What is it?
Maserati’s new distance-mashing grand tourer; a four-seat 400bhp coupé, based on the Quattroporte platform.
What’s it like?
Beauty. Passion. Soul. These are just three of the millions of clichés trotted out every time someone drives an even vaguely sporty Italian car. An appalling driving position, iffy build quality and patchy reliability are the flipside of the Italian automotive stereotype.
The question is, does the new Maserati GT conform to these hackneyed phrases, or does it keep the good and dispense with the bad?
It’s certainly beautiful. Heart-stoppingly, pant-wettingly gorgeous, from the 250F-inspired grille to the sexy, sinuous flow of bodywork-over-wheelarch. If only the front and rear lights were less angular, there would be no-one in the Autocar office who could find a single criticism of its looks.
So that’s looks licked, and probably passion too. Soul is ticked off the first time you open the V8 up along a stretch of open A-road. Its pace doesn’t blow you away – the 1880kg Maser is a heavy beast and not blessed with endless reserves of torque – but it’s fast enough and the yowl it emits as you close in on the 7000rpm red line is literally spine tingling.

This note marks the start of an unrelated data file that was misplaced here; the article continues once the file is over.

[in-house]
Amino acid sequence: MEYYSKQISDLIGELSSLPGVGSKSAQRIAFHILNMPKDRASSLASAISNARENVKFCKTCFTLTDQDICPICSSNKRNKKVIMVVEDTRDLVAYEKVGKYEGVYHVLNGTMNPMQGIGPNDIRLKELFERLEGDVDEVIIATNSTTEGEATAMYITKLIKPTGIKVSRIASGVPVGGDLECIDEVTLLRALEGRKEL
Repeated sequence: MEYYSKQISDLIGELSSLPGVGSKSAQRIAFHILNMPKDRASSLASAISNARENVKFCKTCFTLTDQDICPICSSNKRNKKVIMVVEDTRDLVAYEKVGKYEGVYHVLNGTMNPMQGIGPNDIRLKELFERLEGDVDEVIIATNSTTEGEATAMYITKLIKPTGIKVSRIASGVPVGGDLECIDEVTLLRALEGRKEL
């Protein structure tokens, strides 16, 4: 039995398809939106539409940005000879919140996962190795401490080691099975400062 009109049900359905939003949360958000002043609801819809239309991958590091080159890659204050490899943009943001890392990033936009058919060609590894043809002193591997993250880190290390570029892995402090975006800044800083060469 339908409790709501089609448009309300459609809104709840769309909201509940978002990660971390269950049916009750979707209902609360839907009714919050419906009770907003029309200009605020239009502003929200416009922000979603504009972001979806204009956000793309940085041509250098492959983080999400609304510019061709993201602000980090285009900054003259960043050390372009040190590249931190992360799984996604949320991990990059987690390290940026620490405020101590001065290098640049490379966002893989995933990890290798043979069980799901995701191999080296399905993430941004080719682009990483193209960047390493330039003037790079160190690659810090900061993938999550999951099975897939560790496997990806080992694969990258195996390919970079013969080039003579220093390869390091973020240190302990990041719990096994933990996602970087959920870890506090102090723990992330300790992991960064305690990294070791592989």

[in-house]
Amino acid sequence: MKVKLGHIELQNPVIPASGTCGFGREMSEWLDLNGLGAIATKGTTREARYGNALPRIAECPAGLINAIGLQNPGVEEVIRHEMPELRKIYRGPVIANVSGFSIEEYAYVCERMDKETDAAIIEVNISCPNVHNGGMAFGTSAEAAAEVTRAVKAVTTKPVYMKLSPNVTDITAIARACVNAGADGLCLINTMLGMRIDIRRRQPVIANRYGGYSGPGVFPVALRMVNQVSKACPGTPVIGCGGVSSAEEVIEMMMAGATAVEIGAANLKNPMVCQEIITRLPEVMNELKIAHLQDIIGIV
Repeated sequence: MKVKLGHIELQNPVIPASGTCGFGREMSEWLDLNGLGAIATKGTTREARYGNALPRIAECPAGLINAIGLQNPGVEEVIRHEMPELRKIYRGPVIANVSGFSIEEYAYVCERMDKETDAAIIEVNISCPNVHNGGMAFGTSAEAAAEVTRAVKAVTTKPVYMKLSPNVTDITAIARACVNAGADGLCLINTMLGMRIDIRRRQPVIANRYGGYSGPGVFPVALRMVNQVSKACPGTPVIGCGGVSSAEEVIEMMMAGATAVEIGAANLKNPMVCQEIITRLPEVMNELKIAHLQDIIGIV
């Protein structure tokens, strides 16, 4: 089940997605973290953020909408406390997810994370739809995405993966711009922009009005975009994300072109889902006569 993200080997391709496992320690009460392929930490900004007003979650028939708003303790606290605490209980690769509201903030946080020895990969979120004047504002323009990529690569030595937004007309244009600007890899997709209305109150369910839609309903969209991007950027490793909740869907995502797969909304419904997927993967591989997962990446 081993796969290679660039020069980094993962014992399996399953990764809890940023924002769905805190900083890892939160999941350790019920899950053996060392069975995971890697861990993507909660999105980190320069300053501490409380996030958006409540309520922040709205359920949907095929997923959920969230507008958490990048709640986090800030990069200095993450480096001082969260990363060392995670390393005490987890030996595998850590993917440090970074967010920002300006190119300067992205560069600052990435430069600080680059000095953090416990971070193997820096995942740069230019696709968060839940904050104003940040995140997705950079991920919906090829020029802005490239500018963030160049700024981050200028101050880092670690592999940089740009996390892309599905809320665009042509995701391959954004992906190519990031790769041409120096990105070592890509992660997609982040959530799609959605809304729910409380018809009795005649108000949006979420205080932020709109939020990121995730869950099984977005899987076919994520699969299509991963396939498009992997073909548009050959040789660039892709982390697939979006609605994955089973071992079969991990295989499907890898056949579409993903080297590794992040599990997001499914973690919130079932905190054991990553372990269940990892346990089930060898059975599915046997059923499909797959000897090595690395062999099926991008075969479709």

Unfortunately, the stereotyping continues to be accurate when you get to the driving position which, unless you are of entirely average height and shape, forces you into an unnaturally reclined angle. It’s also got oddly hard seats for something that purports to be a grand tourer.
However, ride and refinement is thoroughly befitting of Maserati's touring brief, even on UK roads. It doesn't have the suppleness of an XKR, but it's never harsh and always feels planted.
Patchy reliability we cannot comment upon, but the Granturismo certainly has build quality sorted – this feels as well put together as a near-£80k car should.
Should I buy one?
Depends what you want. Problem is, this car suffers from a bit of an identity problem. It looks and rides like a genteel-but-rapid grand tourer, and yet it holds on to gears too long for a cruiser. Its super-darty steering is good for turn-in, but this translates into nervousness at high motorway speeds.
The engine is magnificent, however, and it looks utterly sensational. If those are the things that really count for you, then the Granturismo is a winner. In the end, an Italian acquaintance summed up the Maserati for me. “It’s not a car, it’s art,” he told me.
And that’s the point. It might not go around corners as well as a Porsche 911, but it would surely outhandle the Mona Lisa down your favourite B-road.